# Homework #1

*due 5pm Friday of first week of class*

## Frequency dependent polarizability (10 pts)

The frequency dependent polarizability of an isolated hydrogen atom is a useful phenomenological model for understanding many “below bandgap” effects.

**a)** Use a simple “electron on a spring” model and a sinusoidal driving force *eE*_0*sin(ωt), to show

where the restoring force on the the electron is described by a spring constant *K* = *m*ω_0^2.

**b)** Find the dc polarizability of a hydrogen atom (I'm looking for a number here) using the result

- For 5 bonus points, complete A&M Ch27 Q3 to prove Eq. 2.
- Hints for A&M Ch27 Q3: To first order, the expectation value for kinetic energy (p^2/2m) is unchanged by the electric field. Therefore, focus on finding the lowest potential energy for the trial wavefunction.

**c)** What is ω_0 and how does it compare to the frequency of visible light?

**d)** Use a computer to plot α vs log(ω) for ω = 0.1ω_0 to 10ω_0. Choose your y axis so that the difference between α(0.1ω_0) and α(10ω_0) is clear.

## Solid hydrogen in a cubic lattice (10 pts)

*(this problem is similar to the derivation of the Clausius-Mossotti relation in A&M)*

The polarizability of an isolated atom differs from the polarizability of an atom that is embedded in a lattice. Consider a cubic array of hydrogen atoms with lattice spacing *a*. The hydrogen crystal fills a rectangular box which has two longs sides and one short side (a slab geometry). An external electric field E_ext is applied perpendicular to the large faces of the slab. Each H atom feels E_ext plus the E-field generated by other polarized atoms in the lattice.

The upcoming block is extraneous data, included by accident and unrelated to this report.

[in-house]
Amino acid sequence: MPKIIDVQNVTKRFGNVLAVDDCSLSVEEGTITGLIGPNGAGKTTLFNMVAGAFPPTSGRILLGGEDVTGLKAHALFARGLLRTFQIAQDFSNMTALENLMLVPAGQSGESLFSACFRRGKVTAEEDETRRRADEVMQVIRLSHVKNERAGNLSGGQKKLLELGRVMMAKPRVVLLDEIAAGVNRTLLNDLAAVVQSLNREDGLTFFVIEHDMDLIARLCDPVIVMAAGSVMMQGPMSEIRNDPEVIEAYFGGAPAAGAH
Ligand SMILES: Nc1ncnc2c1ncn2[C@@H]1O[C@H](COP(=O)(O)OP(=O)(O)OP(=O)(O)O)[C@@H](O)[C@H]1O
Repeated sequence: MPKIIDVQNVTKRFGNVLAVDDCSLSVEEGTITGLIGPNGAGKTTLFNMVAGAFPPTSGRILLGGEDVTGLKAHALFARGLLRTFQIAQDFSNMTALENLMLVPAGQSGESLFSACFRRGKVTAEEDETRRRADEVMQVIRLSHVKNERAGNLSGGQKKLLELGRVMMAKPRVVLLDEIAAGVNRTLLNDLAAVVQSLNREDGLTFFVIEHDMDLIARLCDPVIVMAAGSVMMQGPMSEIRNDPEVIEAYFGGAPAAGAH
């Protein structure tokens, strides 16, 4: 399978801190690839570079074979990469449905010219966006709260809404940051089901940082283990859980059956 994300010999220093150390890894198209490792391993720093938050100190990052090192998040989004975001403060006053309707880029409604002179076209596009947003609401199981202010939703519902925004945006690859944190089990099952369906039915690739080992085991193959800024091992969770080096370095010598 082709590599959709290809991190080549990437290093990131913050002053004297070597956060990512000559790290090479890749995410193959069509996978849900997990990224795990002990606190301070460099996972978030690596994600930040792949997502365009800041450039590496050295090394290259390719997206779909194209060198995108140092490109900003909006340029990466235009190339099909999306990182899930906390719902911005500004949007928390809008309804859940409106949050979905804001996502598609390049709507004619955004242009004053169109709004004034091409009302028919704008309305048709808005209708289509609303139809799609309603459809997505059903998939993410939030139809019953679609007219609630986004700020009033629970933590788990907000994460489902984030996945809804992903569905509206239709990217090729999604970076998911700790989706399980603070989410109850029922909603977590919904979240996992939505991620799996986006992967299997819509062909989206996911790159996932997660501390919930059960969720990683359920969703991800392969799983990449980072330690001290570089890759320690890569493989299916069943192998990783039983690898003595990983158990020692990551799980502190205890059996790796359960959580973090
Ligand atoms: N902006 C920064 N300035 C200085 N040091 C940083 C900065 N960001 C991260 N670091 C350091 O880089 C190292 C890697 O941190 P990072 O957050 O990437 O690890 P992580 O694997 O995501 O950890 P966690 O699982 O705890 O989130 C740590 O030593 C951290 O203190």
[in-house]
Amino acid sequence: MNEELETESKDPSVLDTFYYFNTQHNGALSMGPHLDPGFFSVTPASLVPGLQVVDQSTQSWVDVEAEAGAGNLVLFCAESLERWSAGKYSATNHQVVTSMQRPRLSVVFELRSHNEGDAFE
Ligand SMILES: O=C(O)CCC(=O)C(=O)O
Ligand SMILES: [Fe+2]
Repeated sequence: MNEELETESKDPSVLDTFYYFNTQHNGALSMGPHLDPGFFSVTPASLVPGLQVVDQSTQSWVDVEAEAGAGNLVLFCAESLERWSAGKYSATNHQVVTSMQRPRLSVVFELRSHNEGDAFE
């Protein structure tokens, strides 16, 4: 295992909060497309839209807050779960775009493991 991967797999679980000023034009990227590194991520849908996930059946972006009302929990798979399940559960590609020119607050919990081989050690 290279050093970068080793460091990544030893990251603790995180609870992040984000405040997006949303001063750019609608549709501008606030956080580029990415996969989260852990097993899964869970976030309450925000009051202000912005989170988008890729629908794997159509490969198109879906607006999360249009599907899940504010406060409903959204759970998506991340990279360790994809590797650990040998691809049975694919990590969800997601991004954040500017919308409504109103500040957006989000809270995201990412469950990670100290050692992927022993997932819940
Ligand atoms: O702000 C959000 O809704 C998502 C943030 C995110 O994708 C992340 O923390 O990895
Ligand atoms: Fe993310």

**a)** Choose an arbitrary hydrogen atom near the center of the crystal. Show that the local electric field at the coordinates of the hydrogen atom is E_local = E_ext - 2P/3ε_0, where P is the bulk polarization of the sample. You will have to sum the fields from individual dipole moments near the hydrogen atom (see Ashcroft and Mermin p539-541), then add the average field from all the remaining dipoles in the slab.

**b)** Using part a), show that the dielectric constant of this material (ε = E_ext/E_avg for a slab geometry) diverges when the spacing between H atoms is 2.7 time the Bohr radius.

## Faraday rotation (5 pts)

*Based on material from Jackson.*

Many transparent dielectrics can be made optically active by applying a magnetic field along the axis of light propogation. Consider a vacuum populated by a low-density electron gas and subject to a static magnetic field B_0. For simplicity assume the electrons have no thermal motion. Circularly polarized light is incident on the electron gas. The E-field of the radiation at a fixed point in space is given by

where +/- refers to CW and CCW circular polarization. In steady state, the position of an electron in the gas is described by the vector **r** = β**E**, where β is a constant.

Show that

where ω_c is the cyclotron frequency and +/- refers to CW and CCW circularly polarized light. i.e. The gas has different polarizability (and therefore different ε) depending on the chirality of the circularly polarized light.